“How many leaders have ruined their lives and damaged the lives of others through immorality? Character has become a crucial issue today precisely because of the myriad of leaders in the political, business, and religious worlds who have fallen morally. No doubt they fall partly because the enemy has targeted leaders for attack. Leaders need to remember that they influence many others beyond themselves; they never fall in a vacuum. They also need to realize that replacing fallen leaders is a slow and difficult process.”

“Our goal among brothers should not be to punish or excommunicate, but to restore. Confrontation is a redemptive act of leadership.”

“Leaders need to respond to individuals based on their needs rather than their faults. … Good leaders do this well. They don’t lead out of a predetermined package of behaviors, but size up every situation and discern what must happen to reach the desired goal.”

“People rise or fall to meet our level of expectations for them. If you express skepticism and doubt in others, they’ll return your lack of confidence with mediocrity. But if you believe in them and expect them to do well, they’ll wear themselves out trying to do their best.”

“Leaders must constantly ask if their plans fit God’s revealed will for them and their organization. Then they must ask if their plans remain relevant to the needs of their mission, their values, their vision, and their long-range objectives. Finally, they need to ask if their plans fit the needs of their culture and time.”

“We need to remember that when people follow behind us, they can only go as far as we go. If our growth stops today, our ability to lead will stop along with it. Neither personality nor methodology can substitute for personal growth. We cannot model what we do not possess. Begin learning and growing today, and watch those around you begin to grow.”

“Servanthood is not about position or skill. It’s about attitude.” 

“People who blame others for their failures never overcome them. They simply move from problem to problem. To reach your potential, you must continually improve yourself, and you can’t do that if you don’t take responsibility for your actions and learn from your mistakes.”

“Laughter breeds resilience. Laughing is the quickest way to get up and get going again when you’ve been knocked down.”

I am always sharing great quotes from John Maxwell and others on Twitter and Tumblr. If you’re not following me there, please do so!

Thursdays With Oswald—Is Your Christianity Actual Or Only Ideal?

Oswald ChambersThis is a weekly series with things I’m reading and pondering from Oswald Chambers. You can read the original seed thought here, or type “Thursdays With Oswald” in the search box to read more entries.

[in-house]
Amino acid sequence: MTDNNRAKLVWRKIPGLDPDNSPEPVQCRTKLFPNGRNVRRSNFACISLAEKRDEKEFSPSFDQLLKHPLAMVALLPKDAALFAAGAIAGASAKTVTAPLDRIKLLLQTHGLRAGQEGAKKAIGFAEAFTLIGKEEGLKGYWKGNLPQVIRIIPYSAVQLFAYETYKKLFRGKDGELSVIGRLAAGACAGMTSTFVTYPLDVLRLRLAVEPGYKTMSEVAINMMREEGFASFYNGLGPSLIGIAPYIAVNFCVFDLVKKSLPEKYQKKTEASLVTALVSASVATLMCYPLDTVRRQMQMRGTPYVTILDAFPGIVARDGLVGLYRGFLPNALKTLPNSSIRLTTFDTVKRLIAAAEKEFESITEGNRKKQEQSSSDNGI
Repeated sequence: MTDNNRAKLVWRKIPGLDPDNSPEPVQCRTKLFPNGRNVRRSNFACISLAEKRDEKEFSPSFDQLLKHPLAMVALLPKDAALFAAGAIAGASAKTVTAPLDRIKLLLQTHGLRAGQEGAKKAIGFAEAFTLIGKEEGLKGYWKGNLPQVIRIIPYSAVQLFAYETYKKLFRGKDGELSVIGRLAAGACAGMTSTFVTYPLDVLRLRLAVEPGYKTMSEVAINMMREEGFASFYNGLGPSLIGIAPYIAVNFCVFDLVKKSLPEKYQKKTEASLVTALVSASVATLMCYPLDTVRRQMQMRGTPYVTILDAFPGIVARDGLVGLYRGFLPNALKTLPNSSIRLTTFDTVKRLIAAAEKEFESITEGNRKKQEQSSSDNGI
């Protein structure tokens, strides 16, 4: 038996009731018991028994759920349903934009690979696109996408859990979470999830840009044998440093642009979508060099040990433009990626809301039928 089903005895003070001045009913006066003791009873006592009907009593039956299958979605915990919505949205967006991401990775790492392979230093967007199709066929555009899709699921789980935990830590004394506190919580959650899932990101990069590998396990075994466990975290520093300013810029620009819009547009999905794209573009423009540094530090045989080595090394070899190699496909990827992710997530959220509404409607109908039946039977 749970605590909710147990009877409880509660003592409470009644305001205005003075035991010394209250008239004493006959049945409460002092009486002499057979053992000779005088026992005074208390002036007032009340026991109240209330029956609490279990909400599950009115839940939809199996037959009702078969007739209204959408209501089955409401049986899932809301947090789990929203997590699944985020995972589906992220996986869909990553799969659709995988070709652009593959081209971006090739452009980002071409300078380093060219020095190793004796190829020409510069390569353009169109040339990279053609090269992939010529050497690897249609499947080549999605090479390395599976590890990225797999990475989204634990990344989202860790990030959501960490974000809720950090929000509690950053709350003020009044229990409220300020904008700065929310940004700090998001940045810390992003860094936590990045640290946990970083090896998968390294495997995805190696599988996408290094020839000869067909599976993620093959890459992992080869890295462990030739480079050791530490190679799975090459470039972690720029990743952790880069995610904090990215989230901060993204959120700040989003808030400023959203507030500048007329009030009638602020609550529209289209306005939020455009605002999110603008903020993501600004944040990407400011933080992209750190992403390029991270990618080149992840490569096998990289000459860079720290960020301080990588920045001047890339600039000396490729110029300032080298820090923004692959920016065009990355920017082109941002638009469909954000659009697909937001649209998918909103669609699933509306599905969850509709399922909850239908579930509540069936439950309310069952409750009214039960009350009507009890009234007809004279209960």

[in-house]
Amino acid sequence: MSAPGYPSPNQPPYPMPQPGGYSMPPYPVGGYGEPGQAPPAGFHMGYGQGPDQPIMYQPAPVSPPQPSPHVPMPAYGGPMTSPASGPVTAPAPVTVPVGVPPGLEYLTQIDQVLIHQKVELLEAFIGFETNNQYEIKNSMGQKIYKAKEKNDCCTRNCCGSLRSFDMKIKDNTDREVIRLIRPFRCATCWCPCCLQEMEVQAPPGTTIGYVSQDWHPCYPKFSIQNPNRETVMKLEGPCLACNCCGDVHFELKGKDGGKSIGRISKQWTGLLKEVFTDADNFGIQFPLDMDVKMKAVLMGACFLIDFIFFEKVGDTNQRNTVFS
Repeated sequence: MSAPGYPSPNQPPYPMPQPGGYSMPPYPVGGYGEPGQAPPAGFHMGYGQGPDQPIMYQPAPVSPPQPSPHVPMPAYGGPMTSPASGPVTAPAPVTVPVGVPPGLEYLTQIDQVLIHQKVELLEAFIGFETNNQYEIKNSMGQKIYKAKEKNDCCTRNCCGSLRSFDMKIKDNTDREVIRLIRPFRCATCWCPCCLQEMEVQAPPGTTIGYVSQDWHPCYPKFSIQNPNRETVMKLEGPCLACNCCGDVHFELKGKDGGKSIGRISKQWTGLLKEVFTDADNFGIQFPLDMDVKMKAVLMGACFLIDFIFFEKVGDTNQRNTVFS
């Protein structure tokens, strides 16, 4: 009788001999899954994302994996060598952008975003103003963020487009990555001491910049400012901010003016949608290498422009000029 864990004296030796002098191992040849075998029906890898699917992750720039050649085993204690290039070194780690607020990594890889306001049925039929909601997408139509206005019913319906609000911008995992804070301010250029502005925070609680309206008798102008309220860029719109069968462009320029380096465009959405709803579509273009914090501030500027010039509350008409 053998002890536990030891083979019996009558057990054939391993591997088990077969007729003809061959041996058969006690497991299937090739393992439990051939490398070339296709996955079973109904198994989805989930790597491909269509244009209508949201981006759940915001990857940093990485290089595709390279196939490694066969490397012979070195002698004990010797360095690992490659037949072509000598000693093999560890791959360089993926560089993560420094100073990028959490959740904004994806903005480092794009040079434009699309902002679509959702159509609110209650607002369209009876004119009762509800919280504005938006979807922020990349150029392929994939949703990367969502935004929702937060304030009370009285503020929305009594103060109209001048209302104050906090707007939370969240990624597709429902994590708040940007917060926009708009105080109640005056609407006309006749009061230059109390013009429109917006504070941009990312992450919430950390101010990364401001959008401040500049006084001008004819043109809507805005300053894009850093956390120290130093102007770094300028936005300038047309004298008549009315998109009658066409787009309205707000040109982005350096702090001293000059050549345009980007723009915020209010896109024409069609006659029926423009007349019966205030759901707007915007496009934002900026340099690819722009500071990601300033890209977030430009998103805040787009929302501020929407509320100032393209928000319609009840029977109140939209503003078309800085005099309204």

Is Your Christianity Actual Or Only Ideal? 

     Christianity is not adherence to a set of principles—righteousness, goodness, uprightness—all these things are secondary. The first great fundamental thing about Christianity is a personal relationship to Jesus Christ which enables a man to work out the ideal and actual as one in his own personal life. … 

     We are not built for mountains and dawns and artistic affinities; they are for moments of inspiration, that is all. We are built for the valley, for the ordinary stuff of life, and this is where we have to prove our mettle. A false Christianity takes us up on the mount and we want to stay there. “But what about the devil-possessed world?” “Oh, let it go to hell! We are having a great time up here.” … It is a great thing to be on the mount with God, and the mountains are meant for inspiration and meditation; but a man is taken there only in order that he may go down afterwards among the devil-possessed and lift them up. … 

     God won’t clear up our social conditions; Jesus Christ is not a social Reformer, He came to alter us first, and if there is any social reform done on earth, we will have to do it. … 

     If we cannot live in the demon-possessed valley, with the hold of God on us, lifting up those who are down by the power of the thing that is in us, our Christianity is only an abstraction.

From The Shadow Of An Agony

Jesus Christ did not stay on the mountaintops with His Father, aloof from the needs of people. He went away for times of refreshing, but always came back to the messiness of people’s lives.

Can the same be said of our Christianity? Are we content with merely knowing we are going to Heaven? Or are we daily going into the valleys to rescue those oppressed and held captive by the devil?

Ideal Christianity wants to be alone with Jesus on the mountain. Actual Christianity—that Jesus modeled for us—meets with Christ on the mountain only to be strengthened for the work in the valley. 

Is your Christianity actual, or only ideal?